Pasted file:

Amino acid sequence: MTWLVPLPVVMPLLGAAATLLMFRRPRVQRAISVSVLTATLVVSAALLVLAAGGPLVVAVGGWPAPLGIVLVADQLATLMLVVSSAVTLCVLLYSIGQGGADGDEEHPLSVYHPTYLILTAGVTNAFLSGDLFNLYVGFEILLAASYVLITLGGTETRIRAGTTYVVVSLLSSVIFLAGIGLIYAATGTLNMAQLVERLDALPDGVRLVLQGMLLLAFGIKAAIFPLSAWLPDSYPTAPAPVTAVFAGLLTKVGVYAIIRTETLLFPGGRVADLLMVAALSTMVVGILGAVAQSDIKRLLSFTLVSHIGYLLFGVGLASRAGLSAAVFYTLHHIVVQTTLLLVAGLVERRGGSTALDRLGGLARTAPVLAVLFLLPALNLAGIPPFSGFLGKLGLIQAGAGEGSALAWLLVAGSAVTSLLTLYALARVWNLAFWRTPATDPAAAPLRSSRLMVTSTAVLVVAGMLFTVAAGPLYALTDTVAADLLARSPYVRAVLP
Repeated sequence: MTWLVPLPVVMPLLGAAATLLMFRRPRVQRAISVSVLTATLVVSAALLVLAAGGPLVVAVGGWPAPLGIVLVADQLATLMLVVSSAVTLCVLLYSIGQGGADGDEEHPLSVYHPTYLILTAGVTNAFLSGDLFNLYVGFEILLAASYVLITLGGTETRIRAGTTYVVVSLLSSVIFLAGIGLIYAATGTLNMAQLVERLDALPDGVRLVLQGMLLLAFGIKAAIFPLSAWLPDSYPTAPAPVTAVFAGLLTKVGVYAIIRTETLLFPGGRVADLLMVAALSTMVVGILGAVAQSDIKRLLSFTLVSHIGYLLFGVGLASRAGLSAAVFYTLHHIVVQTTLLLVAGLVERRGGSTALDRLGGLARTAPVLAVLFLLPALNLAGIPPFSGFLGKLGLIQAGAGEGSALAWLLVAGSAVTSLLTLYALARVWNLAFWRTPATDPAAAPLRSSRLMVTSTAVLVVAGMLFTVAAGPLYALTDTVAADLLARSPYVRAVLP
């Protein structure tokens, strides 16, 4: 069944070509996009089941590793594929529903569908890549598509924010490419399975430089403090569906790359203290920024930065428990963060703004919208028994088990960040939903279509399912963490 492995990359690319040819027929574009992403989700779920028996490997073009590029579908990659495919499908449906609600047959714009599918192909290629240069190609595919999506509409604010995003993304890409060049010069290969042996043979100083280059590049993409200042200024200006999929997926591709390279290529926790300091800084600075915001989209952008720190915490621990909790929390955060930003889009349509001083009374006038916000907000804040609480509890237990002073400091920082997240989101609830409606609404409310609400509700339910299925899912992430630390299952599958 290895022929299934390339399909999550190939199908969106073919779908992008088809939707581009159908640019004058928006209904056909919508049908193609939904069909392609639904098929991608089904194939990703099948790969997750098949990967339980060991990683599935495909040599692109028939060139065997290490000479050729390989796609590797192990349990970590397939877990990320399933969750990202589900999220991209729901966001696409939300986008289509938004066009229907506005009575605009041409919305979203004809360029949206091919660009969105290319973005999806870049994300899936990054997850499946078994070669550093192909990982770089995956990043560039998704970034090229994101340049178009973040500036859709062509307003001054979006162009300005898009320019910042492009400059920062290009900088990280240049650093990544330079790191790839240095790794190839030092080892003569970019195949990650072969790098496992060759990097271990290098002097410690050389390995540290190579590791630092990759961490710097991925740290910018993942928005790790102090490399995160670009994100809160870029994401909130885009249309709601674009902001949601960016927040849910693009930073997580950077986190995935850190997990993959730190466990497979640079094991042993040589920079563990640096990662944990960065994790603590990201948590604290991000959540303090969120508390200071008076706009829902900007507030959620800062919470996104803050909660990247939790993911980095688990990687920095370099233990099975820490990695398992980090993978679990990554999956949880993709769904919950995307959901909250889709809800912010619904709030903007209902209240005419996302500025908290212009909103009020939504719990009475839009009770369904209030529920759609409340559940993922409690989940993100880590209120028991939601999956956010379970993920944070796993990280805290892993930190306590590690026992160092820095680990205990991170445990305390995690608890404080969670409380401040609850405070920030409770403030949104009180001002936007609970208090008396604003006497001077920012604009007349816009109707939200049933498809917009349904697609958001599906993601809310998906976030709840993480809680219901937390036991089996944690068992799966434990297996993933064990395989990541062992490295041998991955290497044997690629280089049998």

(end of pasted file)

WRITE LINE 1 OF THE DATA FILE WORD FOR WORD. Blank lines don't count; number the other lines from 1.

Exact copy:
Amino acid sequence: MTWLVPLPVVMPLLGAAATLLMFRRPRVQRAISVSVLTATLVVSAALLVLAAGGPLVVAVGGWPAPLGIVLVADQLATLMLVVSSAVTLCVLLYSIGQGGADGDEEHPLSVYHPTYLILTAGVTNAFLSGDLFNLYVGFEILLAASYVLITLGGTETRIRAGTTYVVVSLLSSVIFLAGIGLIYAATGTLNMAQLVERLDALPDGVRLVLQGMLLLAFGIKAAIFPLSAWLPDSYPTAPAPVTAVFAGLLTKVGVYAIIRTETLLFPGGRVADLLMVAALSTMVVGILGAVAQSDIKRLLSFTLVSHIGYLLFGVGLASRAGLSAAVFYTLHHIVVQTTLLLVAGLVERRGGSTALDRLGGLARTAPVLAVLFLLPALNLAGIPPFSGFLGKLGLIQAGAGEGSALAWLLVAGSAVTSLLTLYALARVWNLAFWRTPATDPAAAPLRSSRLMVTSTAVLVVAGMLFTVAAGPLYALTDTVAADLLARSPYVRAVLP